Mother's tears of relief after son dragged from surf

Julian Mantoan, from Germany, was the first to head into the water after realising something was wrong. Photo / Duncan Brown
Julian Mantoan, from Germany, was the first to head into the water after realising something was wrong. Photo / Duncan Brown

An anxious mother cried tears of gratitude and relief after her 12-year-old son was dragged from the surf in a dramatic rescue at Napier's Marine Parade yesterday.

Joshua McQuoid's splash in the surf with a friend sparked a lifesaving rescue led by a tourist about 5pm - and left rescuers, who formed a chain to get him out of the big waves, tired but grateful for the outcome.

Joshua's mother, Kathleen Kuru, arrived at the scene and she tears of happiness after being taken to the St John Ambulance where her son was being tended to before he was transported to Hawke's Bay Hospital.

"He is okay, he's going to be okay - that's the most important thing,'' she said, after hugging Joshua and saying there were so many people to catch up with and thank.

The drama unfolded just south of Sk8Zone and several people on the beach watched in disbelief as the boy and one of his mates were dragged into the heavy surf after splashing about on the edge of the waterline.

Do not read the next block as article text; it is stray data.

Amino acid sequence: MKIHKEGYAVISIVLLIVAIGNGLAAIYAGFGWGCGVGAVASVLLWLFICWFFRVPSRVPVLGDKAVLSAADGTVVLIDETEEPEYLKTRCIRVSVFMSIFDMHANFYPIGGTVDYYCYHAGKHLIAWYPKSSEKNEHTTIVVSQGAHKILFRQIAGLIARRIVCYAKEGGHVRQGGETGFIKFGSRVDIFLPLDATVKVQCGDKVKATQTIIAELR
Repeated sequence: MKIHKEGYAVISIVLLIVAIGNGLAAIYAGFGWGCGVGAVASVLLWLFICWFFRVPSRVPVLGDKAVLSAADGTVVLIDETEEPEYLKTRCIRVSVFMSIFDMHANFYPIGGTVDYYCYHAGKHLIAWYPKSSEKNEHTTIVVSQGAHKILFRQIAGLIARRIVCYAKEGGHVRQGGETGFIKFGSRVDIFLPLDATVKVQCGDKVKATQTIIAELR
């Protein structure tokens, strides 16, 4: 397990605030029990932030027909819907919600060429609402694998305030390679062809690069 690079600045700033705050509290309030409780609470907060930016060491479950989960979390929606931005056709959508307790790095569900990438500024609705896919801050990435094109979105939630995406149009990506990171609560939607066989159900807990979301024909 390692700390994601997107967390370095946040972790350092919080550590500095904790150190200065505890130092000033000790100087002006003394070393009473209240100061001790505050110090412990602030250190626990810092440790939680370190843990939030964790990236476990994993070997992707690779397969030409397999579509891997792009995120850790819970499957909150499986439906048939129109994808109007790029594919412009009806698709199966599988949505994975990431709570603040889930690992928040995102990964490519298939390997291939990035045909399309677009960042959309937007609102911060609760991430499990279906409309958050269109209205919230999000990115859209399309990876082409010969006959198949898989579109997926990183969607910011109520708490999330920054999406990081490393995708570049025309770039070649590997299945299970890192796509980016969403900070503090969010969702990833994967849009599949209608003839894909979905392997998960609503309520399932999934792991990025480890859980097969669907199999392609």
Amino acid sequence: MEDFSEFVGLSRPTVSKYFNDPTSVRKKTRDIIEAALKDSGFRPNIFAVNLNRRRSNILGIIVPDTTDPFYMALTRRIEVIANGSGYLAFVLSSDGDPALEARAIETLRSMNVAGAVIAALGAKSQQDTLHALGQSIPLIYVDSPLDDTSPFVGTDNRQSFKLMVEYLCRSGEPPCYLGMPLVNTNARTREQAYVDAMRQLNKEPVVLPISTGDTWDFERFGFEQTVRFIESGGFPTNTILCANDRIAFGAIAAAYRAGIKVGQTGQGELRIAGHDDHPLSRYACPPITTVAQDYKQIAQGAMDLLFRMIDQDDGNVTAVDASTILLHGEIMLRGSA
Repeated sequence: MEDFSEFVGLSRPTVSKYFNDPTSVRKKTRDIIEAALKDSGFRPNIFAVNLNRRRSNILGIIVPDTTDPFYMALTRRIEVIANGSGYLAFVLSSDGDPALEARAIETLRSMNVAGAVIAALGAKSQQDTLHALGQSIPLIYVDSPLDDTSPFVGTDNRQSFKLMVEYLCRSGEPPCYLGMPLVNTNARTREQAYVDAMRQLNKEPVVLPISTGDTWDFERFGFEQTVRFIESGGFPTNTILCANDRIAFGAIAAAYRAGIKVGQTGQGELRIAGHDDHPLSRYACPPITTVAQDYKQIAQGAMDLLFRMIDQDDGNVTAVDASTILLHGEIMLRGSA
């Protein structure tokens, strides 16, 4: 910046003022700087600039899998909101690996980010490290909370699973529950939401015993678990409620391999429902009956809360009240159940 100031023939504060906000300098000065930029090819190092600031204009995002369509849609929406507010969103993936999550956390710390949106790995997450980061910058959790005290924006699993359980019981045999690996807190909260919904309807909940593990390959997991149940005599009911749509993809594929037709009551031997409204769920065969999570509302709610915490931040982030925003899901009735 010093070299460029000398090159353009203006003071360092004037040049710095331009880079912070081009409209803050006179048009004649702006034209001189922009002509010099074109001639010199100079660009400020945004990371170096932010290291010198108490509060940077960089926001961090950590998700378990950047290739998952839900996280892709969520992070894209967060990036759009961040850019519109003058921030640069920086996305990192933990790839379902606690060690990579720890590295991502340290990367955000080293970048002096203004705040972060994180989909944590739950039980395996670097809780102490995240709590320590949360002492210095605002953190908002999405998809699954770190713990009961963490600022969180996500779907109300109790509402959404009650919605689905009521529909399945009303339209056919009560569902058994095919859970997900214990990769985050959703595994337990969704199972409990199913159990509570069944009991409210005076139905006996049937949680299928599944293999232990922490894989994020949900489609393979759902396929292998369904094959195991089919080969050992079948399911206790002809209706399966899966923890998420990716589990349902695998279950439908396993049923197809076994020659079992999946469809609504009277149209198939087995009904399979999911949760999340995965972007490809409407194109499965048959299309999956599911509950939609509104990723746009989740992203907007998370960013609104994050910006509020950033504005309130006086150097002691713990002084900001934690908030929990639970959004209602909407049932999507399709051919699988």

His mate got to shore but he was swept out.

Julian Mantoan from Germany was the first to head into the water after realising something was wrong.

"I saw this guy in the water and all his friends were shouting out - they were too young to help.''

Mr Mantoan, who has spent the last month-and-a-half living and working in Napier as part of his OE, swam out to Joshua and said the youngster, while losing strength, managed to grab hold of him.

"He was not too good and he held on to me. We got near the beach but then the waves came.''

As he was supporting Joshua the first police units were quickly on the scene and officers ditched their boots and vests and dashed into the water to help the pair in.

As did Fire and Rescue officer Mike Bond who had been at the Napier police station at the time he heard the distress calls come in.

"I had the defibrillator in the van and just got straight up there,'' he said.

With police and other members of the public who saw what was happening, he formed a strong human chain which latched on to Mr Mantoan and the tiring Joshua.

"We got him ashore - he hadn't taken in too much water - he's a lucky boy,'' Mr Bond said.

Police praised the rescuers' "heroism'' as Joshua was brought to shore "unresponsive and physically spent''.

After being comforted by people on the beach Joshua was able to get up and walk to the waiting ambulance.

Mr Mantoan said he had no hesitation in taking on the big surf.

"You don't think about that - hey, it's someone in trouble.''

One person at the scene said there were people wandering the foreshore but none were venturing near the waterline after heavy swells rolled in through the day.

He said the boys were just "splashing about'' and playing at the water's edge and got caught out by a wave.

Joshua was discharged from hospital last night.


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